In other words, in the absence of both a retirement corpus and a government guaranteed pension, there is a real risk of an emergent middle-class sliding right back into the working poor or even the underclass – a recipe for social unrest.
An inevitable counter-argument to all this unease generated by the “rise of the robots” is the “humans are underrated” palliative. Championing this is Tom Davenport (of “Competing on Analytics” fame) who now talks of “amplified intelligence” (which unfortunately has more the stench of a seo-optimized buzzword than anything substantial at this point) – where “smart” humans work to “augment” “smart” machines. Then there is also Geoff Colvin, who penned the insightful 2008 book, “Talent Is Overrated”, and who has returned with “Humans Are Overrated”. I have yet to read Colvin’s latest book, so judgment day is reserved on the book, but to Davenport’s argument, some of the evidence suggests an easy refutation – “In his 2007 book Super Crunchers, Yale University professor Ian Ayres cites study after study showing that algorithmic approaches routinely outperform human experts. When people, rather than computers, are given overall control of the process, the results almost invariably suffer.” In many fields where algorithms rule the roost, to argue for human “augmentation” or “amplification” is no better than to argue for more cooks to brew the broth – we know that aphorism, don’t we?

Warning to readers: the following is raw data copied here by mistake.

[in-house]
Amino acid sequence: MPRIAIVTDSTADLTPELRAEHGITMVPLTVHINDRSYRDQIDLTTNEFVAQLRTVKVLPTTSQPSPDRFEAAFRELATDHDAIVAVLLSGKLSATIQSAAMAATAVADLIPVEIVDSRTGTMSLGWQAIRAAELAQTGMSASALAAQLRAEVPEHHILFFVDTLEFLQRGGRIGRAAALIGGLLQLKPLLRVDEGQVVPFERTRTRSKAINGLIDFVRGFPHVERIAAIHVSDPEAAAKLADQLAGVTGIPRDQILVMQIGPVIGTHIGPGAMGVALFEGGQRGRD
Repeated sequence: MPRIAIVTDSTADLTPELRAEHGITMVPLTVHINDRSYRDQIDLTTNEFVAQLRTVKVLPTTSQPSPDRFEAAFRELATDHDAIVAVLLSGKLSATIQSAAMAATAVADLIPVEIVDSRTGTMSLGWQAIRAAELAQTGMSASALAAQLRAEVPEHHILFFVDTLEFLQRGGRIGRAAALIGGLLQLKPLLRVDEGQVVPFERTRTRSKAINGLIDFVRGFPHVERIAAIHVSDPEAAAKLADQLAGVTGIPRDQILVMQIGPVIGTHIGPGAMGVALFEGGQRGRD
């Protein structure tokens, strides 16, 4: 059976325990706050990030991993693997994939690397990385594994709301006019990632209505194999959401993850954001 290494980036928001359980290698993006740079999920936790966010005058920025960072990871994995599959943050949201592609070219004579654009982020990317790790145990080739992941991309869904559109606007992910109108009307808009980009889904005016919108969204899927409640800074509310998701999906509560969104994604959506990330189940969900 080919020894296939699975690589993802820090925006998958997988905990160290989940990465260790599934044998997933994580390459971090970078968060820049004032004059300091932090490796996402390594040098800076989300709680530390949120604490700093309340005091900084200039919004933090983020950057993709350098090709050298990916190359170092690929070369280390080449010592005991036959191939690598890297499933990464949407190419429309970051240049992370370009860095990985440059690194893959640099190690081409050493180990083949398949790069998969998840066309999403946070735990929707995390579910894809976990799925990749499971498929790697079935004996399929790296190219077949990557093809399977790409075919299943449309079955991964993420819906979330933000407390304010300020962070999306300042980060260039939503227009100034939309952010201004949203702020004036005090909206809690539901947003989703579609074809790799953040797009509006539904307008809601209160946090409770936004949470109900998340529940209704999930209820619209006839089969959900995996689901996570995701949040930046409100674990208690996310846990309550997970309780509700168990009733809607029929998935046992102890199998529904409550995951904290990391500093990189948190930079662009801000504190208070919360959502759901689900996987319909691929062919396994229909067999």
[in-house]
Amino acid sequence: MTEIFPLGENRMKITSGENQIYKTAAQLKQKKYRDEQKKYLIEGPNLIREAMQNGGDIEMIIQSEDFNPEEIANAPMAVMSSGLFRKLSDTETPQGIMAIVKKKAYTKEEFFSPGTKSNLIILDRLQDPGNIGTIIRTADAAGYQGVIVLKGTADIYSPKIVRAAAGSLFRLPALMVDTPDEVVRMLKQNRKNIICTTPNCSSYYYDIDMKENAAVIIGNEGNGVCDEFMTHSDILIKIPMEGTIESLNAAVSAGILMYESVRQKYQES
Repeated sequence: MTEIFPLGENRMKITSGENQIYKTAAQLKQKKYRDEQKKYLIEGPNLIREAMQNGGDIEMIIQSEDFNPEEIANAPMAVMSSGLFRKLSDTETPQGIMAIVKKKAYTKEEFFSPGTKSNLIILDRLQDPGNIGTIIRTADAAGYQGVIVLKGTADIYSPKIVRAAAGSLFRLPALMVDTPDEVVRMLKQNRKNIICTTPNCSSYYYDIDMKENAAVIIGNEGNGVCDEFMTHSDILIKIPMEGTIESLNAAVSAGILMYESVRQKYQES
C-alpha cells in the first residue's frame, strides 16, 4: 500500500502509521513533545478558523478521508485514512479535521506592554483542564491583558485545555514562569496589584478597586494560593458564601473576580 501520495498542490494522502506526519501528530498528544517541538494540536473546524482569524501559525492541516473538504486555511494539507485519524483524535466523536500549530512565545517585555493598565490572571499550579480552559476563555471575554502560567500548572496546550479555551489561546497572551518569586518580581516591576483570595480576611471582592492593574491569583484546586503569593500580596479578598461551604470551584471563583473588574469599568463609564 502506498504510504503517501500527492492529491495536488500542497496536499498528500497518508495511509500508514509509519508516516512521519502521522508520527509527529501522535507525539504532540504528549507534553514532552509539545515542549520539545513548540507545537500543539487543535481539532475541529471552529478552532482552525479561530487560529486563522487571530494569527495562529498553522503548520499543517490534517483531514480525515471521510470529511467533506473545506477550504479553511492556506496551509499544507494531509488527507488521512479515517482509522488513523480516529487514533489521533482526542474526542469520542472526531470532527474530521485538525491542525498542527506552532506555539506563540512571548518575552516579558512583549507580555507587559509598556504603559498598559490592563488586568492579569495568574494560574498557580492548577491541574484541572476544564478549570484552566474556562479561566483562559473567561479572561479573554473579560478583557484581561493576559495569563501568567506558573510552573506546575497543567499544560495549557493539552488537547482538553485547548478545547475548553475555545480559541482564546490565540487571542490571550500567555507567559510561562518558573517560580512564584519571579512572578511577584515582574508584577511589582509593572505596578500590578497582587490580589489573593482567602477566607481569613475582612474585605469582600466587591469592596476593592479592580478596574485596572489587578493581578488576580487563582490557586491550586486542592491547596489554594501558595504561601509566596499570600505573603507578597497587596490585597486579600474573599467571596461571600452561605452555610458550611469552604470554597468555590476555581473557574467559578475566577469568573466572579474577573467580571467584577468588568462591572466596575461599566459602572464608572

In conclusion, and in many ways, the saga documented in “Rise of the Robots” calls to mind the ancient Indian tale of the four friends:
In ancient India there lived four friends. Three of them were very learned, while the fourth was a simpleton, even considered a fool. The four decided to go to the capital and seek their fortune from the king. Along the way, while passing through a jungle, they came across the bones of a lion long dead. The first friend used his knowledge to assemble the bones into a skeleton. The second friend used his skills to fashion a skin over the skeleton, while the third prepared to bring the lion back to life. At this the fourth friend – the simpleton – warned his other three friends of the perils of doing so, and was roundly rebuked by the three, wiser friends. The simpleton again warned them and upon being ignored, climbed a tree for safety. The third friend used his knowledge to breathe life into the lion. I don’t need to tell you how this tale ended for the three wise men.
And I will end here.
Hardcover: 352 pages
Publisher: Basic Books (May 5, 2015)
US: Rise of the Robots: Technology and the Threat of a Jobless Future
India: Rise of the Robots: Technology and the Threat of a Jobless Future